Wildlife is another major draw to Iron County, whether you enjoy fishing, hunting or birding this area offers it all!  Iron County has many acres of public land that allows the public to enjoy the serenity of nature.  Some of the wildlife that one can take in include bear, eagles, deer, great blue heron, wolves, otter, osprey, loons along with numerous other species.  Fall color brings many people to the area as the fall color in northern Wisconsin can’t be beat!

Iron County also offers over 500 miles of well groomed snowmobile trails and receives an average snowfall of over 200 inches, making the area a number one destination for your winter recreation destination.  There are also numerous ski hills nearby to get out on those slopes and have a fun weekend of skiing and snowboarding as some of the hills have great snowboard parks.

No matter what your outdoor recreational intrests are Iron County can meet them, this is a place filled with friendly faces and lots of fun destinations!

 

About Gogebic County Michigan

A LITTLE BACKROUND ON GOGEBIC COUNTY

Gogebic County is situated at the farthest western part of Michigan’s Upper Peninusla and boarders Wisconsin.  The word gogebic comes from the Chippewa word “agogebic” which means “a body of water hanging on high” and what a fitting name – Gogebic County has 315 named lakes including Lake Gogebic (which is the largest lake in the UP), numerous inland rivers with with over 35 waterfalls and many miles of shoreline on Lake Superior.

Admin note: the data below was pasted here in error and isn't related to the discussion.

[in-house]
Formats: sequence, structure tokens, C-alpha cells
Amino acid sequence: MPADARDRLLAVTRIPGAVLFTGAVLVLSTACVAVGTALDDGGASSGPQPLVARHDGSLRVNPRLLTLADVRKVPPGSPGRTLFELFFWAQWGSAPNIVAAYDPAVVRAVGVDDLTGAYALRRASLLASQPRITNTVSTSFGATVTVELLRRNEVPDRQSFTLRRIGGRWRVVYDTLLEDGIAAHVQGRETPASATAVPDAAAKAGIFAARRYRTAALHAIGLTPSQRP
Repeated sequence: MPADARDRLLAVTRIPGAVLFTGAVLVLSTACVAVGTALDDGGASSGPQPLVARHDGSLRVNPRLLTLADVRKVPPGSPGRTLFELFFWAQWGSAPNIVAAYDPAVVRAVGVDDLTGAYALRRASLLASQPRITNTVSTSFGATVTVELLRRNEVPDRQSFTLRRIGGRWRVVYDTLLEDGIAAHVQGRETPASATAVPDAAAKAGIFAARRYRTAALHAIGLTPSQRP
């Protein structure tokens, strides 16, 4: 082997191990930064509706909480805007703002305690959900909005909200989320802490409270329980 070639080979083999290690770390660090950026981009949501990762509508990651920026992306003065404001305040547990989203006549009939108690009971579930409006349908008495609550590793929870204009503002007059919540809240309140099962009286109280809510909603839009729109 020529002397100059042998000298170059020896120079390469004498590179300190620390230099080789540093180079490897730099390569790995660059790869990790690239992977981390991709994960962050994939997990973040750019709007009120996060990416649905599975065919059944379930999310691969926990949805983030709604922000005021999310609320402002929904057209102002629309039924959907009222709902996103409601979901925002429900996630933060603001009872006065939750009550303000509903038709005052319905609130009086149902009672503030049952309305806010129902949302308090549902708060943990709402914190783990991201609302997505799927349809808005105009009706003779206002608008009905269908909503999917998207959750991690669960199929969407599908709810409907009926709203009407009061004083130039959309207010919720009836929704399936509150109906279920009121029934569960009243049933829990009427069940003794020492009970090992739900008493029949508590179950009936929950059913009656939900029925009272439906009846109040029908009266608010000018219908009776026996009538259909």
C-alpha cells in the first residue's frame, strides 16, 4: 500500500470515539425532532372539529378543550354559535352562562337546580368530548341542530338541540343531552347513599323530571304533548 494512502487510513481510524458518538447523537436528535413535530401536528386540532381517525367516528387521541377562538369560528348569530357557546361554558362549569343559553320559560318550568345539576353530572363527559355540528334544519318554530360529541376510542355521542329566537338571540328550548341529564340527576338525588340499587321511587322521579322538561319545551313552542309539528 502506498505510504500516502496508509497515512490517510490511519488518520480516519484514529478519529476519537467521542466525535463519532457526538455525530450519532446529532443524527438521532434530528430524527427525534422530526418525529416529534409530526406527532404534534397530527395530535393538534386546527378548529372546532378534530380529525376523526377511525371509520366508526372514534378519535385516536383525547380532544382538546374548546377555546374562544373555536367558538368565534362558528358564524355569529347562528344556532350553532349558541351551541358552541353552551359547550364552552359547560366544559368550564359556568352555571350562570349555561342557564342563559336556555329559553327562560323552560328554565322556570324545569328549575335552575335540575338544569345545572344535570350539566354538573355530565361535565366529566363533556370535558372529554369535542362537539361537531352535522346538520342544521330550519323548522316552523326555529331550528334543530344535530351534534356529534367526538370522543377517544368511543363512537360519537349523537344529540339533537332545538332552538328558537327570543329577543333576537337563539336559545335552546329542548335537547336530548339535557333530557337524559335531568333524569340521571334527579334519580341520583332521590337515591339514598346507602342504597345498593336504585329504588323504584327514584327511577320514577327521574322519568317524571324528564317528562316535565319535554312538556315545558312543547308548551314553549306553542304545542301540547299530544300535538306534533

ECONOMY OF GOGEBIC COUNTY

Gogebic County boomed with the discovery of Iron in 1871, small mining towns quickly popped up all over the county.  The mining era reached it’s peak around the 1920’s and as expected saw a change.  Slowly the mining slowed, mines started to close with the last mine closing in 1966.  Since then Gogebic County’s economic focus has changed to tourism as many people flock to Gogebic County to take in its natural beauty.  Recreationists come from all around to take part in all the outdoor activities that Gogebic County has to offer from the beautiful snowmobile trails to the great camping areas.

Copper Peak is a registered historic mining site and International Ski Floying Hill, the location of the world’s largest ski jump.  The observation deck, accessed by chairlift and elevator, provides the highest, unobstructed, 360 degree vista in the Midwest overlooking 2,500 square miles of the Western Lake Superior region.

GOGEBIC COUNTY ATTRACTIONS

  • 35 waterfalls
  • Beautiful beaches on Lake Superior
  • Lake Gogebic State Park
  • Black River Harbor
  • Cisco Chain of Lakes
  • Sylvania Wilderness Area
  • 954,000 acres of Ottawa National Forest including 27 campgrounds, access to scenic waterfalls and miles of hiking trails in the North Country National Scenic Recreation Trail